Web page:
Nautilus

How Imagination Will Save Our Cities

In Kim Stanley Robinson’s 2017 science-fiction novel New York 2140, the city of the future has become a vertical super-Venice, after being flooded by rising seas caused by global warming melting the Arctic ice caps.1 While the lower stories of many of Manhattan’s skyscrapers have been overtaken by the sea, residents continue to live in those above, accessing them via boathouses and pontoons. A tangle of sky-bridges connect the lofty heights of many of these skyscrapers, the streets beneath now canals traversed by countless boats and gondolas. Ruins litter the intertidal zone, inhabited by the desperate and the poor; while airships agglomerate above the buildings into sky villages. Robinson’s imagined New York of the future hasn’t succumbed to the ravaging effects of climate change; rather, it has adapted to the changes by radically reshaping its built environment.

Despite the fact that climate change is already affecting vulnerable cities like New York—principally featuring an increased incidence and severity of urban flooding—it remains a phenomenon that is dominated by future predictions. Even by the cautious estimates of the most recent report by the Intergovernmental Panel on Climate Change in 2014, cities are in for a rough ride in the next century. By 2100 the rise in global temperatures is almost certain to exceed 2 degrees Celsius (3.6 degrees Fahrenheit) above pre-industrial levels, and, alarmingly, already reached that level for a short time in early 2016. Sea levels will rise by anything up to a meter, or more if current predictions prove to be over-optimistic (and  is based on an estimated rise of 15 meters, or 49 1/4 feet, over the next 100 years). Cities are especially vulnerable to the effects of climate change, particularly coastal or tidal-river-based conurbations—including 22 of the world’s major cities according to the Stern Review of 2006.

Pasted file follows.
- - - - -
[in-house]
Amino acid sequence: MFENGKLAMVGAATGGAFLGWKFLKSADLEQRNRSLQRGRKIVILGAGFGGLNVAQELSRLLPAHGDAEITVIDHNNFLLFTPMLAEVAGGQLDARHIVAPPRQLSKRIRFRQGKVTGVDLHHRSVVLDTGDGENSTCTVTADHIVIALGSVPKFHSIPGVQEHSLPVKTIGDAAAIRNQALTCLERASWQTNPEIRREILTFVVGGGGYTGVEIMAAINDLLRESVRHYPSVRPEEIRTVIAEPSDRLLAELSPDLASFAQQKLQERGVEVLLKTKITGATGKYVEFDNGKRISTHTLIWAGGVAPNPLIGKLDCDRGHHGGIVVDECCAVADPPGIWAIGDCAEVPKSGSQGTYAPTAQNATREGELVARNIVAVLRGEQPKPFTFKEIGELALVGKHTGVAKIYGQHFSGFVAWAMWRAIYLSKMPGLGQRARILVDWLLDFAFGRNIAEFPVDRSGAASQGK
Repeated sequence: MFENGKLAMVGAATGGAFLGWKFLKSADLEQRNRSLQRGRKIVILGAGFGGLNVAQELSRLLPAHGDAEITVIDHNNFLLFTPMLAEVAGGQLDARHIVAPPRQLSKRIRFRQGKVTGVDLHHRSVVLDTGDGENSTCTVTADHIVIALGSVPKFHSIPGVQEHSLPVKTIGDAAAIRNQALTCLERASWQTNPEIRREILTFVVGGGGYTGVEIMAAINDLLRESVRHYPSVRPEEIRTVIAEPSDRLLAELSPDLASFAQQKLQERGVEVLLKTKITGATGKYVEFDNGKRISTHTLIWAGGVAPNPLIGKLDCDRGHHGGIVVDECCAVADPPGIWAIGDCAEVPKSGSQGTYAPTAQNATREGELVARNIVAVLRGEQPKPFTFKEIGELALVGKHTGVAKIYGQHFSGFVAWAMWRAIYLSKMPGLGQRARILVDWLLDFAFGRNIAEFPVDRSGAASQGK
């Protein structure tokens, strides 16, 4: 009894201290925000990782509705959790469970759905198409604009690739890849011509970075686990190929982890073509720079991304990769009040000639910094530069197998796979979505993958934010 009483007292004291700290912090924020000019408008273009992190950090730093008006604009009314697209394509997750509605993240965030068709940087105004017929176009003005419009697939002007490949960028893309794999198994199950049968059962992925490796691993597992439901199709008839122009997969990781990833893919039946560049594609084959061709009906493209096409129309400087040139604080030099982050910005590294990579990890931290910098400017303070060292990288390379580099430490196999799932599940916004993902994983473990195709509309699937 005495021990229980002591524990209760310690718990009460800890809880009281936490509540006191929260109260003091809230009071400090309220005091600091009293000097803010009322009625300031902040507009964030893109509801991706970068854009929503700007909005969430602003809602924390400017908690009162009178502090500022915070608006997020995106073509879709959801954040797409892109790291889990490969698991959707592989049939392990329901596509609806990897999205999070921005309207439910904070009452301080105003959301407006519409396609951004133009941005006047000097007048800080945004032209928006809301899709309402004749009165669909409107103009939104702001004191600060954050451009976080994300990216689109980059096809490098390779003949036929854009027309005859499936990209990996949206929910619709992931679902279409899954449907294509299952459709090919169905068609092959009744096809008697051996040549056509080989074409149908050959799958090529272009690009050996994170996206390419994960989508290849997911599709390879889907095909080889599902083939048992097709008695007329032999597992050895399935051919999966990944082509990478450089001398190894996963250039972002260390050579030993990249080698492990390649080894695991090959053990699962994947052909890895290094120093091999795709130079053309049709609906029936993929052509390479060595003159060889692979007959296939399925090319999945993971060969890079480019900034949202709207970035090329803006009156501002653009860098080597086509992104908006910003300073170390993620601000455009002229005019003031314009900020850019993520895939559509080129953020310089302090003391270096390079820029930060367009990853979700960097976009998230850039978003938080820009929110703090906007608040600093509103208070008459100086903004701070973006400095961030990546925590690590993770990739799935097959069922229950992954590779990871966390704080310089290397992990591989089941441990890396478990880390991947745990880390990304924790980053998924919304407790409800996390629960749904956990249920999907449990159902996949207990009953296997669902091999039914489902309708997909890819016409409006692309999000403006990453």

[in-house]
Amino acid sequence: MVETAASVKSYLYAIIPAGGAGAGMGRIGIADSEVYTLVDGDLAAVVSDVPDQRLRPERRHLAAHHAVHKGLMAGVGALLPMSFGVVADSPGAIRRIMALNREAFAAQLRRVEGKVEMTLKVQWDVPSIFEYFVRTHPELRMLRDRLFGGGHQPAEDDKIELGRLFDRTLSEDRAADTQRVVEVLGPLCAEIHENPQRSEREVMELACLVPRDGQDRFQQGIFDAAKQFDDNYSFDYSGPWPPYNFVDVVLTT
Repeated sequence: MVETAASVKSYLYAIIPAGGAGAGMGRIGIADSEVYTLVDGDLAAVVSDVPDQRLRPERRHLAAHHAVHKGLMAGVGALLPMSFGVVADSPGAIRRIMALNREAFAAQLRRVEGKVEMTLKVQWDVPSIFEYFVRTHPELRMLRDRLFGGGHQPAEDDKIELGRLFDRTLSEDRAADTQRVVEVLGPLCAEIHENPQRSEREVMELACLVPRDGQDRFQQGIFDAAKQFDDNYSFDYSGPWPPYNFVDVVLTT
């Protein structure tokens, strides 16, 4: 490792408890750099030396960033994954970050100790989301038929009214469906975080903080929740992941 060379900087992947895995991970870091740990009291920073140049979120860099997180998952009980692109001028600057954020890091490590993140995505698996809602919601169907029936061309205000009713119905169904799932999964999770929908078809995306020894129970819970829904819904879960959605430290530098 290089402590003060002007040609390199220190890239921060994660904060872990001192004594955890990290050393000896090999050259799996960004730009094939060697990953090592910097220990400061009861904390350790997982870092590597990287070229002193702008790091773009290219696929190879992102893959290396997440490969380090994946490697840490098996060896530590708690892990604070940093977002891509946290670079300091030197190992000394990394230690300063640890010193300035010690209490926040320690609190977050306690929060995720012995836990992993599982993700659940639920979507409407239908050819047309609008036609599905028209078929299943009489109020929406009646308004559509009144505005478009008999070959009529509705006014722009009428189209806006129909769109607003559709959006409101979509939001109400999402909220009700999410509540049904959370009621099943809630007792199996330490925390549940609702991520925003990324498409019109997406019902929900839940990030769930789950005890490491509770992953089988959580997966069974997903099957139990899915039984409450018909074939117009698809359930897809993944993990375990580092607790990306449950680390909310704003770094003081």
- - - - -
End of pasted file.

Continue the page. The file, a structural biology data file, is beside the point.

Vous lisez un aperçu, inscrivez-vous pour en lire plus.

Plus de Nautilus

Nautilus8 min de lectureScience
Can New Species Evolve From Cancers? Maybe.
Reprinted with permission from Quanta Magazine’s Abstractions blog. Aggressive cancers can spread so fiercely that they seem less like tissues gone wrong and more like invasive parasites looking to consume and then break free of their host. If a wild
Nautilus6 min de lecture
Butterfly Wonk Robert Pyle Pens His First Novel 44 Years in the Making
Last year marked a first for 71-year old Robert Michael Pyle, the acclaimed author, naturalist, and ecologist: the publication of his long-awaited first novel, Magdalena Mountain, nearly half a century in the making. Pyle has been investigating the b
Nautilus15 min de lecture
How American Tycoons Created the Dinosaur: The story of dinosaurs is also the story of capitalism.
The dinosaur is a chimera. Some parts of this complex assemblage are the result of biological evolution. But others are products of human ingenuity, constructed by artists, scientists, and technicians in a laborious process that stretches from the di